Criminal Lawyer Bloomington, IL
Most state laws permit criminal defendants to be released on bail before their trial begins. (There are exceptions for defendants charged with capital offenses and certain felonies, and defendants who refuse alcohol or drug testing.) Discretion lies with the trial court to set a reasonable pre-trial bond. However, the court must comply with certain requirements:
- The bail must be sufficiently high to ensure that the defendant will comply with its terms and appear in court.
- The court cannot abuse its discretion by using bail to oppress or punish the defendant.
- The court must consider the nature of the offense and the circumstances under which it was allegedly committed.
- The court must consider the defendant’s ability to make bail.
- The court must consider the alleged victim’s safety as well as the safety of the community.
Additionally, the court may consider the defendant’s employment status, family and community ties, whether he or she has a prior criminal record, and any aggravating circumstances related to the charged offense when setting bail.
Conditions of Bail
The court also has discretion to impose reasonable conditions that will protect the alleged victim and the community and that will ensure the defendant’s presence at trial. Examples of possible
bail conditions the court may order include:
- Prohibiting the defendant from committing additional criminal offenses.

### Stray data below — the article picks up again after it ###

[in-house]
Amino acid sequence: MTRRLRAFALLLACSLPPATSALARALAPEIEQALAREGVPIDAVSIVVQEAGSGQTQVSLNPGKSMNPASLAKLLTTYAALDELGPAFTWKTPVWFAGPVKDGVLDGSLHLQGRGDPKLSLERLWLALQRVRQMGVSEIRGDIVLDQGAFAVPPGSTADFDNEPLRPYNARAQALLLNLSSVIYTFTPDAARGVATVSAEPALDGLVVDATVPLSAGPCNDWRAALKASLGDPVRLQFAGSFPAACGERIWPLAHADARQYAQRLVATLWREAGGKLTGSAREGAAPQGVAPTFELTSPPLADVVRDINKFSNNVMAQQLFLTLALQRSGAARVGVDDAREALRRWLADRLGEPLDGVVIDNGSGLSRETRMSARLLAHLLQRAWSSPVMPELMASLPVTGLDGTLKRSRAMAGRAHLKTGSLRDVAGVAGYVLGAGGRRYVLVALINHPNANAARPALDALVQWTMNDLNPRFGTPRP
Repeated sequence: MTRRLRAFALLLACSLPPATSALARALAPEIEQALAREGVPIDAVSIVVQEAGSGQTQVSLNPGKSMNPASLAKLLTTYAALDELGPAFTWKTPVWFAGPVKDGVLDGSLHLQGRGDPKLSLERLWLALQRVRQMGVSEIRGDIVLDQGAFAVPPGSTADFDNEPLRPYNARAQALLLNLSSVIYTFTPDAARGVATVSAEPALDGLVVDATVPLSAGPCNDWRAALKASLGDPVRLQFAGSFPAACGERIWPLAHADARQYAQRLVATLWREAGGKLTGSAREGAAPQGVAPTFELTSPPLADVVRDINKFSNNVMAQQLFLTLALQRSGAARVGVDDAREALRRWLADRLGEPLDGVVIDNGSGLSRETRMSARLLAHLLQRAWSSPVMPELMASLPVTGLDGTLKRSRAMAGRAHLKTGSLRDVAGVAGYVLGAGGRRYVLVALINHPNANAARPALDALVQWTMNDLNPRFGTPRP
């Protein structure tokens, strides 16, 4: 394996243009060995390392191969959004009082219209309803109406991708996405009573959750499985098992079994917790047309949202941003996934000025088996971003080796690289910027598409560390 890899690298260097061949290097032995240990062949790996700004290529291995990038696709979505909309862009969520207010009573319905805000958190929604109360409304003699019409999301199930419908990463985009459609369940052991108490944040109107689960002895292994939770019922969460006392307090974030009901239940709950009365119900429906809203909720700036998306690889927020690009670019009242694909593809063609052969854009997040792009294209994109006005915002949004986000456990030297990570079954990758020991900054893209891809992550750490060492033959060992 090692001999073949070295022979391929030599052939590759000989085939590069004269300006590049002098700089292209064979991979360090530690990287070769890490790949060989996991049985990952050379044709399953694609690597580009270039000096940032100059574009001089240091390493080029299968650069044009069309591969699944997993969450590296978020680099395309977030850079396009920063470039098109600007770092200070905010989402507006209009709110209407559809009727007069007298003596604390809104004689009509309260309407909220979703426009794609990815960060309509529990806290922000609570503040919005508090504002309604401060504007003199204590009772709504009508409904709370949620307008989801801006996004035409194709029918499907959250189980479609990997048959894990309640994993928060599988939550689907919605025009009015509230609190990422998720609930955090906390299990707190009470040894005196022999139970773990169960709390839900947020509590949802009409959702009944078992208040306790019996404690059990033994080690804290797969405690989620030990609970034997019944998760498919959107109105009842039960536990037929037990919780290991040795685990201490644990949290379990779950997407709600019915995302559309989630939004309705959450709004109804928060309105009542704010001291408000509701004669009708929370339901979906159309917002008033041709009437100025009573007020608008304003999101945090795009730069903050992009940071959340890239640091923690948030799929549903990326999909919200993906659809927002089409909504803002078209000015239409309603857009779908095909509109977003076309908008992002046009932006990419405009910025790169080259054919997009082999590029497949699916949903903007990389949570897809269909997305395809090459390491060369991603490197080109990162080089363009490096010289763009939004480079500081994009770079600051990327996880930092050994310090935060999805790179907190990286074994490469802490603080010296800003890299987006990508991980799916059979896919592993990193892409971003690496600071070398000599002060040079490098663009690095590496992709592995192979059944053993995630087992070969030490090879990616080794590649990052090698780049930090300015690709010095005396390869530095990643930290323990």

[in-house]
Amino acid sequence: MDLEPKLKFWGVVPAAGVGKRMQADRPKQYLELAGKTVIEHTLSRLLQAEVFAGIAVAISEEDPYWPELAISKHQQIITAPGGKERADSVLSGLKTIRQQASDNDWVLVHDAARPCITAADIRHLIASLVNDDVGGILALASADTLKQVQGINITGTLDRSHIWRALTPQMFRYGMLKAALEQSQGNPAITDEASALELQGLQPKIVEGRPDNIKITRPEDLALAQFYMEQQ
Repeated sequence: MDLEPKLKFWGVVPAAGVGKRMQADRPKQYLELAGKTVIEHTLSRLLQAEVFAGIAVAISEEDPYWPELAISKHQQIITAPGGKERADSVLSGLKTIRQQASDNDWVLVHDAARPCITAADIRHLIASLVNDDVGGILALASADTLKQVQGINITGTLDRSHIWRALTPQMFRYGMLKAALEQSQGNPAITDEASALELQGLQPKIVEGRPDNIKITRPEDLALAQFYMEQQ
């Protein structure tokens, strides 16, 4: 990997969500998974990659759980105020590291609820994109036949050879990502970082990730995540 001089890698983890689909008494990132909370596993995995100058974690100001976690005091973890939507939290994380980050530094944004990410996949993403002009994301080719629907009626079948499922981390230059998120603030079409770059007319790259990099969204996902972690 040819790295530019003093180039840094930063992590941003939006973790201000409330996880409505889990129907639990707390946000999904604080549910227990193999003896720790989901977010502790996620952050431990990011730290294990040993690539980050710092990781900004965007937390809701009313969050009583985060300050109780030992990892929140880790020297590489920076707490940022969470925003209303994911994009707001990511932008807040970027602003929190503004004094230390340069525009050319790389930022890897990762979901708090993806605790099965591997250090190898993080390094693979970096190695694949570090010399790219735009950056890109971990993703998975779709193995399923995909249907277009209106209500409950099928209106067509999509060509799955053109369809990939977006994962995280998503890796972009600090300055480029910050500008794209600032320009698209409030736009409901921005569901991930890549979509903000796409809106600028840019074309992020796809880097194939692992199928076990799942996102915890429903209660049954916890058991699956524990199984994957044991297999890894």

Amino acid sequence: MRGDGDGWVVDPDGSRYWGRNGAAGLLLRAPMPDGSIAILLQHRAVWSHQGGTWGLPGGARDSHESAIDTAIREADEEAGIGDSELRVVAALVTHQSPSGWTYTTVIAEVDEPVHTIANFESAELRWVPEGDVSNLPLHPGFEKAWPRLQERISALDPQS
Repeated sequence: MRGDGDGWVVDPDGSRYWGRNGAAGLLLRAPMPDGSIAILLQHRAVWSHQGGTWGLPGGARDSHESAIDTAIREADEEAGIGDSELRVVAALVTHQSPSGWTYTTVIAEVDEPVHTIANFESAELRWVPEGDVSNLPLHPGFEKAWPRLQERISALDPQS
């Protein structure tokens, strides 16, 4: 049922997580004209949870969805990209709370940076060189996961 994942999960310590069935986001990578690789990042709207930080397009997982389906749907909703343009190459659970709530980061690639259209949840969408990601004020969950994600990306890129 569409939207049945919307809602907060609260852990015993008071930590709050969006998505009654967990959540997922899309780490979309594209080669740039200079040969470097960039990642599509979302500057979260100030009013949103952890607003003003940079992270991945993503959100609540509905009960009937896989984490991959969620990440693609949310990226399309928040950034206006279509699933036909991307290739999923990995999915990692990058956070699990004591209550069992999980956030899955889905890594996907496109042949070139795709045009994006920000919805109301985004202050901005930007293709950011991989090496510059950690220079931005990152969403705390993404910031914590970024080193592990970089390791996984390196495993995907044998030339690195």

- Requiring the defendant to notify the court if his address changes.
- Requiring the defendant to provide a DNA specimen to law enforcement.
- Requiring the defendant to submit to electronic monitoring, a home curfew and/or home confinement.
- Forbidding the defendant from communicating with an alleged victim or going near the victim’s home, school, place of employment or other frequently visited location.
- Requiring the defendant to submit to weekly drug testing.
- Prohibiting the defendant from driving vehicles that are not equipped with a breathalyzer.
- Requiring the defendant to receive counseling.
Note that a defendant may challenge an excessive bond or onerous conditions by filing a pretrial writ of habeas corpus. The defendant has the burden of proving that the trial court abused its discretion by setting an excessive bail amount or imposing a specific condition.
Violating the conditions of your bail or failing to appear at a court proceeding has serious consequences. The court will likely revoke bail and issue a warrant for your arrest. This time, the court probably will not grant bail, which means you must remain in jail before and during trial. However, an effective criminal defense attorney might persuade the court to reinstate the original bond or to set a new bond.
If you have been charged with a crime you need an experienced criminal defense attorney to ensure that your right to bail is met, but also someone who will build a strong defense against the prosecution’s case against you.
An experienced criminal defense attorney can help ensure that you receive a reasonable bond with reasonable conditions. Contact a criminal lawyer in Bloomington, IL from Pioletti Pioletti & Nichols today for a free consultation.